On October 30, CCG responded to the request for further information. It seems that the moorage of the vessel at the Western Stevedoring wharf for such a long period of time related to lengthy negotiations with PWGSC to issue a request for proposals to remove the oil and deconstruct the vessel. No serious effort was made to find alternative locations to tie up the vessel that might have been less costly. It also became clear that besides the initial measures to secure the vessel and remove some of the oil, nothing further was done to the vessel.
At the conclusion of his investigation of the documentation filed in support of the claim, and taking into account the further explanations provided by CCG, the Administrator concluded that bringing the vessel alongside for an initial period to remove readily accessible hydrocarbons and re-anchor the vessel was a reasonable measure. However, the decision to leave the vessel alongside at the Cowichan Bay wharf at significant cost ($300.00 per day), without exploring cheaper options and in the absence of any real plan to deal with the supposed threat the vessel posed was not reasonable. The Administrator noted that in the end, the shipowner residing in the United States, towed the vessel out of the jurisdiction, June 22, 2013, with the approval of Transport Canada and with some 50,000 litres of oily waste remaining on board. At this point, it must be assumed that she no longer constituted a threat and since nothing had been done to remove the remaining oily waste on board during most of the time she remained tied up, it is open to conjecture whether she remained a pollution threat once the initial securing of the vessel and removal of accessible hydrocarbons had been completed.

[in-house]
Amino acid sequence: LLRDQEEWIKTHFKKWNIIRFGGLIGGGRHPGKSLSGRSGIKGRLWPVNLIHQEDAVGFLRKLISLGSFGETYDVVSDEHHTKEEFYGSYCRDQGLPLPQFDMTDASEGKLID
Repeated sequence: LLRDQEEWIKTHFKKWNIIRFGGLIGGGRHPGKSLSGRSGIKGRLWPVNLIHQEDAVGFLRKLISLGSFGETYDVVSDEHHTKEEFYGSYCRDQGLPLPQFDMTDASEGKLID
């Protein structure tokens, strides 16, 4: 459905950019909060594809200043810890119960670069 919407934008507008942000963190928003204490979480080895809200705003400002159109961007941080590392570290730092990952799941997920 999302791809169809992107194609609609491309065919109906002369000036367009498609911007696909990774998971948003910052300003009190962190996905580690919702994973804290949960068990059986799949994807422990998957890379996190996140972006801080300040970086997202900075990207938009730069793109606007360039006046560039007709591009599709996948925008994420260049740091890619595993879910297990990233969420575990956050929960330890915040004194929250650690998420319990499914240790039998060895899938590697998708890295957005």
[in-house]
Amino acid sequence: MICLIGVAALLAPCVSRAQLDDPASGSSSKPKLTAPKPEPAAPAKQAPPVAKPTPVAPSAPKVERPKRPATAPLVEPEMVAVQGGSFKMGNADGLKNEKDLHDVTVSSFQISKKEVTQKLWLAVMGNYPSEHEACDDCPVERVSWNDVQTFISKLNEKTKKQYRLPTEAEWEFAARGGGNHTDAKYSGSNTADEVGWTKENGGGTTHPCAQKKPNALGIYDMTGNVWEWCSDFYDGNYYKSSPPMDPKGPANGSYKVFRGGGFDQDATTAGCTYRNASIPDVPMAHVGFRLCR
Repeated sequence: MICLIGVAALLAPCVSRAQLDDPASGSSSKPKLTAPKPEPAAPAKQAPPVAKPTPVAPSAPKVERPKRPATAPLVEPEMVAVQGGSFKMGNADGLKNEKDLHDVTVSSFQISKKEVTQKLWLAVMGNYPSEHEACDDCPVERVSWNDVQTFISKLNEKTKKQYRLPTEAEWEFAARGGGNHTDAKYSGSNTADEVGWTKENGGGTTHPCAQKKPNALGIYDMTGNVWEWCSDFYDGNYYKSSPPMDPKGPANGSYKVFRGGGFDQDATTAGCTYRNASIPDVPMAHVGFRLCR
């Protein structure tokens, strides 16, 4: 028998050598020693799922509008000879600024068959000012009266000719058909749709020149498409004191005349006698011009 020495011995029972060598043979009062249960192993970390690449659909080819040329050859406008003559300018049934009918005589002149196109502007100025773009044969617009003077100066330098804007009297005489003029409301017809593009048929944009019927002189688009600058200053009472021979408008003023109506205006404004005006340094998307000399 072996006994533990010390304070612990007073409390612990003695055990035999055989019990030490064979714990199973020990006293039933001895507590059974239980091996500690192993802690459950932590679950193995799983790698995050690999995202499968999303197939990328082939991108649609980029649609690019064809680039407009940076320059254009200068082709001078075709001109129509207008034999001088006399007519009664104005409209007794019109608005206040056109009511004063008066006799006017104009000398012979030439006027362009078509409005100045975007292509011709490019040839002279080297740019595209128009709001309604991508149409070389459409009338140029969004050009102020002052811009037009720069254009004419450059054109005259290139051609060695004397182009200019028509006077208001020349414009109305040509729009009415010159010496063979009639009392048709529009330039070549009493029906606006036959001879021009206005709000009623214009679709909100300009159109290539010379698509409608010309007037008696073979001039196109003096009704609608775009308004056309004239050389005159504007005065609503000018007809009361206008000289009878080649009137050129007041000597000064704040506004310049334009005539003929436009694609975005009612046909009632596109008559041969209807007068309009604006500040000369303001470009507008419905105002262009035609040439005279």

On March 19, 2015, the Administrator informed the Coast Guard that the investigation and assessment of the claim was completed, and on the basis of his finding, the amount of $65,000.00 was found to be established. The amount essentially reflected the initial costs and expenses incurred in the measures taken in response to the actual threat of oil pollution. The Administrator considers that 20 days of moorage alongside at Cowichan Bay would have been a reasonable period for Coast Guard to assess the situation and prepare the vessel for re-anchoring at a cheaper location. For convenience of reference, the Administrator provided Coast Guard with a schedule reflecting the amounts that were allowed, as well as a description of the reductions and disallowed amount of the claim. Accordingly, the offer of $65,000.00, inclusive of interest, was made as full and final settlement of the claim conditional on receiving the included duly executed Release and Subrogation Agreement.
On May 15, 2015, a letter of acceptance was received but it did not include the requested executed Release and Subrogation Agreement. Coast Guard advised that the Commissioner is considering options on how to proceed with respect to the Release and Subrogation Agreement. On May 19, 2015, the Administrator informed Coast Guard senior management that he would not proceed with requisitioning of funds until he is in receipt of the duly executed Release and Subrogation Agreement that was enclosed with the offer. Meanwhile, the file remains open.